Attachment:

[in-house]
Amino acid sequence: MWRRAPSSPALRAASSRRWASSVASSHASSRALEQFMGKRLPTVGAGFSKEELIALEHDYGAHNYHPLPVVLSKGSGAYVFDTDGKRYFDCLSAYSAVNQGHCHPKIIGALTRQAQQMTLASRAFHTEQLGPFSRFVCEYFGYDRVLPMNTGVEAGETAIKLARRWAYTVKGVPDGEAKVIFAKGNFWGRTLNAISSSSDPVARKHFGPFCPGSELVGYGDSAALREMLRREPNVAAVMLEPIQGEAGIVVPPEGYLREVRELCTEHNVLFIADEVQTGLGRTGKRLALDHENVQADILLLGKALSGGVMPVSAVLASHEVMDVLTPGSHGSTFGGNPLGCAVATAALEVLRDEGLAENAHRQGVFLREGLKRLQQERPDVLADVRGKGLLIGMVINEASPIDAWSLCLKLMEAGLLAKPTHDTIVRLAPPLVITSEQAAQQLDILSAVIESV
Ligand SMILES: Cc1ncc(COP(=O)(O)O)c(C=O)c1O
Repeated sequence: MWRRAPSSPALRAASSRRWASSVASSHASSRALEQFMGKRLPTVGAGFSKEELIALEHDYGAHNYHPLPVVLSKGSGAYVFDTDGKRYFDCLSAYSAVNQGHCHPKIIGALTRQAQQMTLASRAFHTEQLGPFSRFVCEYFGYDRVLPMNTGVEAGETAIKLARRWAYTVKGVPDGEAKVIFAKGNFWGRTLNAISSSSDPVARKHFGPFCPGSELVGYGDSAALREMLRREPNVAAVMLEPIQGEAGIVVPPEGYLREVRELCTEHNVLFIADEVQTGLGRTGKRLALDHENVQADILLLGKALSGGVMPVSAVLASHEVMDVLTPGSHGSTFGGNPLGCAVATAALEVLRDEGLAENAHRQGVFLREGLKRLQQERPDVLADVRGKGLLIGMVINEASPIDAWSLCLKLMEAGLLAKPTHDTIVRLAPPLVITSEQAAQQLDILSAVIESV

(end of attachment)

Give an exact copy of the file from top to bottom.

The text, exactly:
[in-house]
Amino acid sequence: MWRRAPSSPALRAASSRRWASSVASSHASSRALEQFMGKRLPTVGAGFSKEELIALEHDYGAHNYHPLPVVLSKGSGAYVFDTDGKRYFDCLSAYSAVNQGHCHPKIIGALTRQAQQMTLASRAFHTEQLGPFSRFVCEYFGYDRVLPMNTGVEAGETAIKLARRWAYTVKGVPDGEAKVIFAKGNFWGRTLNAISSSSDPVARKHFGPFCPGSELVGYGDSAALREMLRREPNVAAVMLEPIQGEAGIVVPPEGYLREVRELCTEHNVLFIADEVQTGLGRTGKRLALDHENVQADILLLGKALSGGVMPVSAVLASHEVMDVLTPGSHGSTFGGNPLGCAVATAALEVLRDEGLAENAHRQGVFLREGLKRLQQERPDVLADVRGKGLLIGMVINEASPIDAWSLCLKLMEAGLLAKPTHDTIVRLAPPLVITSEQAAQQLDILSAVIESV
Ligand SMILES: Cc1ncc(COP(=O)(O)O)c(C=O)c1O
Repeated sequence: MWRRAPSSPALRAASSRRWASSVASSHASSRALEQFMGKRLPTVGAGFSKEELIALEHDYGAHNYHPLPVVLSKGSGAYVFDTDGKRYFDCLSAYSAVNQGHCHPKIIGALTRQAQQMTLASRAFHTEQLGPFSRFVCEYFGYDRVLPMNTGVEAGETAIKLARRWAYTVKGVPDGEAKVIFAKGNFWGRTLNAISSSSDPVARKHFGPFCPGSELVGYGDSAALREMLRREPNVAAVMLEPIQGEAGIVVPPEGYLREVRELCTEHNVLFIADEVQTGLGRTGKRLALDHENVQADILLLGKALSGGVMPVSAVLASHEVMDVLTPGSHGSTFGGNPLGCAVATAALEVLRDEGLAENAHRQGVFLREGLKRLQQERPDVLADVRGKGLLIGMVINEASPIDAWSLCLKLMEAGLLAKPTHDTIVRLAPPLVITSEQAAQQLDILSAVIESV